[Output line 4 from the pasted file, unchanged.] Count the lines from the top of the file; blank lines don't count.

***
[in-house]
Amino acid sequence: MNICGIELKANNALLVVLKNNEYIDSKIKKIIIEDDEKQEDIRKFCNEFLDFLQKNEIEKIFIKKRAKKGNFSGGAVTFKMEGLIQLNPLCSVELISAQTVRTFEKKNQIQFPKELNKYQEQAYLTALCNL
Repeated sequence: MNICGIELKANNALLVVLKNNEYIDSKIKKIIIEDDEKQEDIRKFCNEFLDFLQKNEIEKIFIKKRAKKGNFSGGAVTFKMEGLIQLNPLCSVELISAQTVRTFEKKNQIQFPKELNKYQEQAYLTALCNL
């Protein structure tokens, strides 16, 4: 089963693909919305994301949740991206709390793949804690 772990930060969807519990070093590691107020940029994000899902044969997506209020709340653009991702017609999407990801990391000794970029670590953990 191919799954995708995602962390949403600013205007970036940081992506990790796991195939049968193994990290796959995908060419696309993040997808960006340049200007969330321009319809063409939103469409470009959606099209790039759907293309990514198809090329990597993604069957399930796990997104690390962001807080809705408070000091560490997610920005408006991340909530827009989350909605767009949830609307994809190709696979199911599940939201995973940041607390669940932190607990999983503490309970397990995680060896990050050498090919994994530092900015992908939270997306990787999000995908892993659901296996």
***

């Protein structure tokens, strides 16, 4: 089963693909919305994301949740991206709390793949804690 772990930060969807519990070093590691107020940029994000899902044969997506209020709340653009991702017609999407990801990391000794970029670590953990 191919799954995708995602962390949403600013205007970036940081992506990790796991195939049968193994990290796959995908060419696309993040997808960006340049200007969330321009319809063409939103469409470009959606099209790039759907293309990514198809090329990597993604069957399930796990997104690390962001807080809705408070000091560490997610920005408006991340909530827009989350909605767009949830609307994809190709696979199911599940939201995973940041607390669940932190607990999983503490309970397990995680060896990050050498090919994994530092900015992908939270997306990787999000995908892993659901296996």